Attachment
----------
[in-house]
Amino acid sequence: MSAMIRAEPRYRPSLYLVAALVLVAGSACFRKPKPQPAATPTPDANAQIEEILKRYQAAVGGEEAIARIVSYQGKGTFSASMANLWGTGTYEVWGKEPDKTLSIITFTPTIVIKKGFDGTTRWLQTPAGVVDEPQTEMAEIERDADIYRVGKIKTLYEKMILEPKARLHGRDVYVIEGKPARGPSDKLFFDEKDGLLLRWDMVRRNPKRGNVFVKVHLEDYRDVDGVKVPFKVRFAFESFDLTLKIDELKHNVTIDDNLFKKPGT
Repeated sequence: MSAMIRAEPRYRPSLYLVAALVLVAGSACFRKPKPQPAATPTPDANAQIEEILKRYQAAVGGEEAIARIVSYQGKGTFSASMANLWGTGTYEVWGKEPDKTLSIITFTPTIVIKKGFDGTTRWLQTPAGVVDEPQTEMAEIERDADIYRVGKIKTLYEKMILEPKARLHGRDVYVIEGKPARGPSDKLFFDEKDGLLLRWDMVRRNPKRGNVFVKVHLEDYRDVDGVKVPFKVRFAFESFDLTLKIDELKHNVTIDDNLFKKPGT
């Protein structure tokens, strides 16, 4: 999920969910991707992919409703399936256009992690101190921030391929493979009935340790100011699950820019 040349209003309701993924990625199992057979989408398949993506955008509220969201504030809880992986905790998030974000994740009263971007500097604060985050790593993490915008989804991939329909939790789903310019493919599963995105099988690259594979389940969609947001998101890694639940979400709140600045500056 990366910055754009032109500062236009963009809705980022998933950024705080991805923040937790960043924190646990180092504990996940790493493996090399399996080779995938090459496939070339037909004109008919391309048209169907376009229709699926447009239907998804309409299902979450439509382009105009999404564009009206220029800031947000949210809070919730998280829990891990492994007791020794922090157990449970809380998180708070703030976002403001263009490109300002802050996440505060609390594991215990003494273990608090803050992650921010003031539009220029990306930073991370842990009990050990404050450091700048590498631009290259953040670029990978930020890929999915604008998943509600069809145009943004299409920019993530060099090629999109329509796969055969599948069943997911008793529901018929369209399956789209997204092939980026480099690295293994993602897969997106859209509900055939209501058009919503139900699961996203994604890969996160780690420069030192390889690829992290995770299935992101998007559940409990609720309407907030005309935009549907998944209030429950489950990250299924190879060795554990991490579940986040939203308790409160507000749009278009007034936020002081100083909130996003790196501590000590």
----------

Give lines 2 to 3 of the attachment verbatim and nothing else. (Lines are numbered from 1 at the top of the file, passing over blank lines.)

Amino acid sequence: MSAMIRAEPRYRPSLYLVAALVLVAGSACFRKPKPQPAATPTPDANAQIEEILKRYQAAVGGEEAIARIVSYQGKGTFSASMANLWGTGTYEVWGKEPDKTLSIITFTPTIVIKKGFDGTTRWLQTPAGVVDEPQTEMAEIERDADIYRVGKIKTLYEKMILEPKARLHGRDVYVIEGKPARGPSDKLFFDEKDGLLLRWDMVRRNPKRGNVFVKVHLEDYRDVDGVKVPFKVRFAFESFDLTLKIDELKHNVTIDDNLFKKPGT
Repeated sequence: MSAMIRAEPRYRPSLYLVAALVLVAGSACFRKPKPQPAATPTPDANAQIEEILKRYQAAVGGEEAIARIVSYQGKGTFSASMANLWGTGTYEVWGKEPDKTLSIITFTPTIVIKKGFDGTTRWLQTPAGVVDEPQTEMAEIERDADIYRVGKIKTLYEKMILEPKARLHGRDVYVIEGKPARGPSDKLFFDEKDGLLLRWDMVRRNPKRGNVFVKVHLEDYRDVDGVKVPFKVRFAFESFDLTLKIDELKHNVTIDDNLFKKPGT